Productivity is the magic elixir of business success. Although some organisations have already switched to the ‘Work From Home’ model to perform their official duties, the service, retail manufacturing and other similar sectors need the physical presence of workers. Sri Lankan private sector labour force is currently facing a major setback in productivity with the various ongoing health restrictions. Due to the stringent health guidelines, travelling to workplaces, space management in offices, and even obtaining meals, etc. are currently done with caution to avoid possible health issues. The result of all these limitations experienced by average workers hinders the normal output.

Role of the private sector

The role of the private sector is an important factor in the societal growth and economic development of a country and Sri Lanka is no exception. Private enterprises are the chief agents of providing employment. Besides, these organisations provide funds to the Government by way of taxes and livelihood to the majority of the citizenry, particularly, the SME sector which contributes the largest portion of the economy.

Since independence, several times Sri Lanka has displayed strong resilience in the face of crisis and volatile economic conditions. The private sector played a pivotal role during this whole duration. However, the unprecedented Covid-19 catastrophe has made an enormous impact on private sector organisations taking a toll on over eight million private sector employees and their families. Hence, the situation must be addressed promptly to avoid further damage.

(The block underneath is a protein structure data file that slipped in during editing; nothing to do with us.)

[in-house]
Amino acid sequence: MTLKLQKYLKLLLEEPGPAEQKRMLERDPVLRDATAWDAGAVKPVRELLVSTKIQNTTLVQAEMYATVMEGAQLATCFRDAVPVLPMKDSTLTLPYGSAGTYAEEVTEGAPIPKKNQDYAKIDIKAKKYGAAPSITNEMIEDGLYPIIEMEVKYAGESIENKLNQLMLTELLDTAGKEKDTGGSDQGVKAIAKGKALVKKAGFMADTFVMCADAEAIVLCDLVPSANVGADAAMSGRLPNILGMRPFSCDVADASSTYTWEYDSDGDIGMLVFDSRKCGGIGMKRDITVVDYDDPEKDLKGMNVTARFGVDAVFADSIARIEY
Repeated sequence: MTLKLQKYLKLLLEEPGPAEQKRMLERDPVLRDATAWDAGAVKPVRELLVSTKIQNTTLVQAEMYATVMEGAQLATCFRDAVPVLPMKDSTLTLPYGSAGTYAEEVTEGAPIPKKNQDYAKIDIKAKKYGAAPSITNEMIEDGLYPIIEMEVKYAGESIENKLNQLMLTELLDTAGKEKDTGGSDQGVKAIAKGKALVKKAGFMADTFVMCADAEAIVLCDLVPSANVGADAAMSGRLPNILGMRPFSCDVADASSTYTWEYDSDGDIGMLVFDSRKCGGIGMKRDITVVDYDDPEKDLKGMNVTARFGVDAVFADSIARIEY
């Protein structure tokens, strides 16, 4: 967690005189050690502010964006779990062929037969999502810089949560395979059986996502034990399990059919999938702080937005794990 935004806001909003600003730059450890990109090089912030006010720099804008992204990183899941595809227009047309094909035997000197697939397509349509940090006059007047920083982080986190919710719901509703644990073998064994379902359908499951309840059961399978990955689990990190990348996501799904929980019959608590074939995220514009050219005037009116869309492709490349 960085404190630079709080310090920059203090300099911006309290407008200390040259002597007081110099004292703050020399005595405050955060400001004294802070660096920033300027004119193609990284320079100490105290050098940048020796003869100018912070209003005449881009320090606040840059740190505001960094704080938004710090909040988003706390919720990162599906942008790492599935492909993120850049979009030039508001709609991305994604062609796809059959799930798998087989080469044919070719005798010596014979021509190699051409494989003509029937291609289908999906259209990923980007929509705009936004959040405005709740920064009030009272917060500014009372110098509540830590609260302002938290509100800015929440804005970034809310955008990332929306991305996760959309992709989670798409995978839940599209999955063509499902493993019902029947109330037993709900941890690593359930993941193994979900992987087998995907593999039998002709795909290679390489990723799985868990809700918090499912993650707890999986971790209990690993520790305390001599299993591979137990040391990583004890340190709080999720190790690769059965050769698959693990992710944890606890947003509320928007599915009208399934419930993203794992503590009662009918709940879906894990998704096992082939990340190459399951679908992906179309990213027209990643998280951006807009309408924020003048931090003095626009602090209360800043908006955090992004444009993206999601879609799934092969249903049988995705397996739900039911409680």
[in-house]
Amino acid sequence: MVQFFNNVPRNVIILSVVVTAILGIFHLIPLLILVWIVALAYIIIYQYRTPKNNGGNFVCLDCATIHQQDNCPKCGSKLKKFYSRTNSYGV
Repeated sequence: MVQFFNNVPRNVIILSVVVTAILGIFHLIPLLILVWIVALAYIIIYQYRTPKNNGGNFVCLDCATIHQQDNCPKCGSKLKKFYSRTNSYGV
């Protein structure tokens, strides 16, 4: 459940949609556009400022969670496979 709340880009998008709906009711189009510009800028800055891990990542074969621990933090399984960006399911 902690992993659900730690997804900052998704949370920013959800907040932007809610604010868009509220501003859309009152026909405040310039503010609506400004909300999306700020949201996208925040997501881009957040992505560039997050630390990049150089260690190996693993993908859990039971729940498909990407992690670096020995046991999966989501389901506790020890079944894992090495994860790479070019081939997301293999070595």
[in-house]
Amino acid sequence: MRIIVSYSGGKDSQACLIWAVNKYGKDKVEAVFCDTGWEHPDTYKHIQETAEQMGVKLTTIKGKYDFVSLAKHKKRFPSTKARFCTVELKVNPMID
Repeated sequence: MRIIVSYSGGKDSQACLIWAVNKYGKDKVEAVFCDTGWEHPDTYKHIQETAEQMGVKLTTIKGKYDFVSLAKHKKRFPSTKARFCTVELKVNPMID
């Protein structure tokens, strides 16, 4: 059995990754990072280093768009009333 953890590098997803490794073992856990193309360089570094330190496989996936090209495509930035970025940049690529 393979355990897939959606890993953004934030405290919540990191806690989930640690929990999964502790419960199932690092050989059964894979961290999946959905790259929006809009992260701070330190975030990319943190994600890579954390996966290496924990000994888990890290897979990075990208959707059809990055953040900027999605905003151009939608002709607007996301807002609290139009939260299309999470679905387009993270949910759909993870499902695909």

Unlike public sector employees, the private sector cannot wait until the pandemic is over to perform. The current scenario does not seem bright in the small and medium sector business enterprises. Most of the businesses are more focused on mere survival than taking bold steps to treat the situation as an opportunity and maximise activities. For example, the Government has declared that they will provide maximum assistance to the commercial agriculture sector with the total abolition of taxes for five years, technology support if required, and many other facilities. Despite the Government’s pledges, the response from the private sector SMEs seems lacklustre in this regard.

Priorities on financing jobs and income generation through private businesses have to be considered by the relevant authorities. Short and long-term credit lines to boost micro, small and medium-sized enterprises (MSME) should be made available to withstand the growing pressure. With the mounting burden on finances due to portfolio deterioration, the Government is in serious difficulty at present concerning financial assistance to the business community. However, it is laudable that the Government seems to be doing its best to mitigate MSMEs even amid the crisis.